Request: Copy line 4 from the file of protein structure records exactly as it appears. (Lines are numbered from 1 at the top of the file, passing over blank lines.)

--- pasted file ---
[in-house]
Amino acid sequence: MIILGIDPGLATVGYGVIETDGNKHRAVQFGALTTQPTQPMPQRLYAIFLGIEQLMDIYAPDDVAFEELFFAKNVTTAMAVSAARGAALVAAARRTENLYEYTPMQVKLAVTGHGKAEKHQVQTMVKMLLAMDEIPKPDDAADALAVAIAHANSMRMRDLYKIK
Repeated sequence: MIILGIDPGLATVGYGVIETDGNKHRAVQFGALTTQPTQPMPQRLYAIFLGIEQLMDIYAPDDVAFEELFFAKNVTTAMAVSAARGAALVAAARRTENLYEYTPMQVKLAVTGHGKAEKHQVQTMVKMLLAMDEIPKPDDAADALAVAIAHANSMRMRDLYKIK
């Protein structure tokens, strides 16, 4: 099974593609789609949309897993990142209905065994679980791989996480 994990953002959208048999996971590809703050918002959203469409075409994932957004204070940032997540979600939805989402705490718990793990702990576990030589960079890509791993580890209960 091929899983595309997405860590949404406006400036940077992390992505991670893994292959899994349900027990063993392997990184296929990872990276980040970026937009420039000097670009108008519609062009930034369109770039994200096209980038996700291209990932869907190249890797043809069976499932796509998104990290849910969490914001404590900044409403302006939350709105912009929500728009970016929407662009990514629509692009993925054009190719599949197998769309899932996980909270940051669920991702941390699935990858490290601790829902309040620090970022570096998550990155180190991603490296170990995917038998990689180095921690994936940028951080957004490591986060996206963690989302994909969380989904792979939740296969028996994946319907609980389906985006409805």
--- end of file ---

């Protein structure tokens, strides 16, 4: 099974593609789609949309897993990142209905065994679980791989996480 994990953002959208048999996971590809703050918002959203469409075409994932957004204070940032997540979600939805989402705490718990793990702990576990030589960079890509791993580890209960 091929899983595309997405860590949404406006400036940077992390992505991670893994292959899994349900027990063993392997990184296929990872990276980040970026937009420039000097670009108008519609062009930034369109770039994200096209980038996700291209990932869907190249890797043809069976499932796509998104990290849910969490914001404590900044409403302006939350709105912009929500728009970016929407662009990514629509692009993925054009190719599949197998769309899932996980909270940051669920991702941390699935990858490290601790829902309040620090970022570096998550990155180190991603490296170990995917038998990689180095921690994936940028951080957004490591986060996206963690989302994909969380989904792979939740296969028996994946319907609980389906985006409805």